I’ve already talked about how the ocean is big and scary and packed full of terrifying creatures. Even so, I like it. I grew up in the Pacific Northwest, poking at random animals in tide pools and imagining all the things that might live out beneath the waves.
If there’s one kind of monster I’m willing to believe in, it’s sea monsters. Look at the things we know for certain live in the ocean–angler fish, goblin sharks, giant squid–it’s not exactly a friendly place down there, whatever The Little Mermaid would have us believe.
This isn’t a hundred-word story. It started out as a hundred-word poem in ballad meter, but it’s not that anymore either. It’s a sea shanty, because, in my humble opinion, there just aren’t enough sea shanties anymore. It’s also available in the Tides issue of AU, so you should check that out and support my old speculative fiction magazine. There are some very, very talented writers in there. And me.
Anyway, here’s a poem.
A half human, half octopus creature.
A man came to the sea one day
covered in dust from town.
He saw a woman floating there,
upon her head, a crown.
Concerned, he called, with trembling words,
“Are you quite safe, young miss?”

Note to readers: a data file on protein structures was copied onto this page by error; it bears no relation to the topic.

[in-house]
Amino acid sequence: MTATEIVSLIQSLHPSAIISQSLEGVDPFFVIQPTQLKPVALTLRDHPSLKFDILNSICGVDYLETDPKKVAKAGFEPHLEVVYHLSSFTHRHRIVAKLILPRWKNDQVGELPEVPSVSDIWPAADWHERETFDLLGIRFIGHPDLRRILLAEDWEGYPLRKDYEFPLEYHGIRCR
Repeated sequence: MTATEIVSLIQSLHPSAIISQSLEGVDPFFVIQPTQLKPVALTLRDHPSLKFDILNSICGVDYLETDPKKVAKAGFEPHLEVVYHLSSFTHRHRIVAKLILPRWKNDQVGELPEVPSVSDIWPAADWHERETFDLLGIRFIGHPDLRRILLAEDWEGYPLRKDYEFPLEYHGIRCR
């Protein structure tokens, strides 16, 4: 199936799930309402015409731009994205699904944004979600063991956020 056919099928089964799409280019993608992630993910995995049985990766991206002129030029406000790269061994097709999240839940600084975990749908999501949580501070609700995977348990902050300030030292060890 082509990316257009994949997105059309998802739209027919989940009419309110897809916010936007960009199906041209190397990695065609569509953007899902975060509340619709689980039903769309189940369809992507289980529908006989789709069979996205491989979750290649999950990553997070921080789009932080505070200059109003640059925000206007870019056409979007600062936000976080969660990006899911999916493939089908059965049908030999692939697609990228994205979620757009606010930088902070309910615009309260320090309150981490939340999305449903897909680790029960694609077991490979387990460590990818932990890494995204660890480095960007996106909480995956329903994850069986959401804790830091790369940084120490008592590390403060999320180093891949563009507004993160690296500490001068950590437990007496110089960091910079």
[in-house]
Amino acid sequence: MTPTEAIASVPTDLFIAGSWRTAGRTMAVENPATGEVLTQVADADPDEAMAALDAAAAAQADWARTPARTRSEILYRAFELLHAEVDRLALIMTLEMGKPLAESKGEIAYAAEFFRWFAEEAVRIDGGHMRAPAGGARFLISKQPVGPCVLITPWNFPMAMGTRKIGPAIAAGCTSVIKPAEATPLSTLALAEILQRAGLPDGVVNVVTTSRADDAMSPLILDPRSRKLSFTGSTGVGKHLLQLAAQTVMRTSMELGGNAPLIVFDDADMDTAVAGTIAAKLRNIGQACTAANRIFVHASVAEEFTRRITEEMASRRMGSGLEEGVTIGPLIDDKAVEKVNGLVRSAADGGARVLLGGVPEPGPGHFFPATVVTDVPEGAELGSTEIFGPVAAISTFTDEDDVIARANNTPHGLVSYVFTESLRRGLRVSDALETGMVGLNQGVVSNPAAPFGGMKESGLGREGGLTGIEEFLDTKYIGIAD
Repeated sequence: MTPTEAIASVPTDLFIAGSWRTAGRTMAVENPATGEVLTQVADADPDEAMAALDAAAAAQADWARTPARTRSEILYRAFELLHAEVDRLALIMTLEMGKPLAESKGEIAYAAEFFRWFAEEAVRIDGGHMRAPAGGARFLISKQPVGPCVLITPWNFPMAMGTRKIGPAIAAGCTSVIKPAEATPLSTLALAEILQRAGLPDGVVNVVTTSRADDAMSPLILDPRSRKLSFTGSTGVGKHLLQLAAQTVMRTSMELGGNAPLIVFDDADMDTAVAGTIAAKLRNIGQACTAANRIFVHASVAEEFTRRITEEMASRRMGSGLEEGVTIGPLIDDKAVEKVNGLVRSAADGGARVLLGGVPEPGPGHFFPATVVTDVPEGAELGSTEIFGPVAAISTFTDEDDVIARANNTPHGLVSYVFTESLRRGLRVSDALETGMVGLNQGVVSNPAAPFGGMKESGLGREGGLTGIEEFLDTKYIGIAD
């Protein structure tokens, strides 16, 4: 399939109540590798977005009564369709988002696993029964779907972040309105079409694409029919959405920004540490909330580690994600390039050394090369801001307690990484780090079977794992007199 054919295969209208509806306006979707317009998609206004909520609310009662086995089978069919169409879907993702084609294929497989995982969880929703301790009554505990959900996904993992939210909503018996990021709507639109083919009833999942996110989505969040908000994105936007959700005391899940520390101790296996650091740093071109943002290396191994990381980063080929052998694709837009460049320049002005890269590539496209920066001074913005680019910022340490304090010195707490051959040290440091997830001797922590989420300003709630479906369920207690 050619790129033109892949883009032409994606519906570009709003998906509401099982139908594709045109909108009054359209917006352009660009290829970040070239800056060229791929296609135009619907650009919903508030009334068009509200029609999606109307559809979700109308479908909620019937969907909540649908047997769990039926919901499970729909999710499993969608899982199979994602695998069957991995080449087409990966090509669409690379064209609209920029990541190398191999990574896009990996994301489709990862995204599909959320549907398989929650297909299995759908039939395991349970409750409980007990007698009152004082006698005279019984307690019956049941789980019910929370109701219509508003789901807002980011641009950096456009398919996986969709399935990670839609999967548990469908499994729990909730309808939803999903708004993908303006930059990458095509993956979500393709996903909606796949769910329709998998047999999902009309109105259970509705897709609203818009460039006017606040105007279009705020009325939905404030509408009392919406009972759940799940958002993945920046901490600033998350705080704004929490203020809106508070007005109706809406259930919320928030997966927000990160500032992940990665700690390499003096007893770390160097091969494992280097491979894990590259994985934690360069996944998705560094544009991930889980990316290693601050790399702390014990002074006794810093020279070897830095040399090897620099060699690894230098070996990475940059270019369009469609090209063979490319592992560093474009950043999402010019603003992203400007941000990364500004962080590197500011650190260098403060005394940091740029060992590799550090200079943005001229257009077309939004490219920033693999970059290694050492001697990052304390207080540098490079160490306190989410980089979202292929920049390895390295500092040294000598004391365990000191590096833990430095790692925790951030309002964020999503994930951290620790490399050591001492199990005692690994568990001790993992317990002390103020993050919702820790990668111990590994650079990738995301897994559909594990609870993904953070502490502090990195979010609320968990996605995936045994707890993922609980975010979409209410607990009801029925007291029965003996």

She blushed and tossed her ink-dark hair,
and blew to him a kiss.
Bewitched, the man stripped off his suit
and waded to his knees.
The maiden fair, she crooked her hand
and thus his heart was seized.
His arms stretched forth for an embrace,
she bobbed beneath the spray.
“Come back,” he cried, and followed her
beneath the stormy bay.
Two arms wrapped tight around his waist
and one more seized his neck,
but with her lips, to his fair cheek,
she pressed a sensuous peck.
He closed his eyes – he could not bear
such painful ecstasy.
She touched his face, his chest, his knee,
but how, he could not see.
Her hands clasped tight to his fair hair,
her lips were soft on his,
and yet, he’d swear a thousand times,
’twas not her only kiss.
His mind went dark, he felt relaxed,
there in the maiden’s arms.
He did not mind, not in the end,
falling to her charms.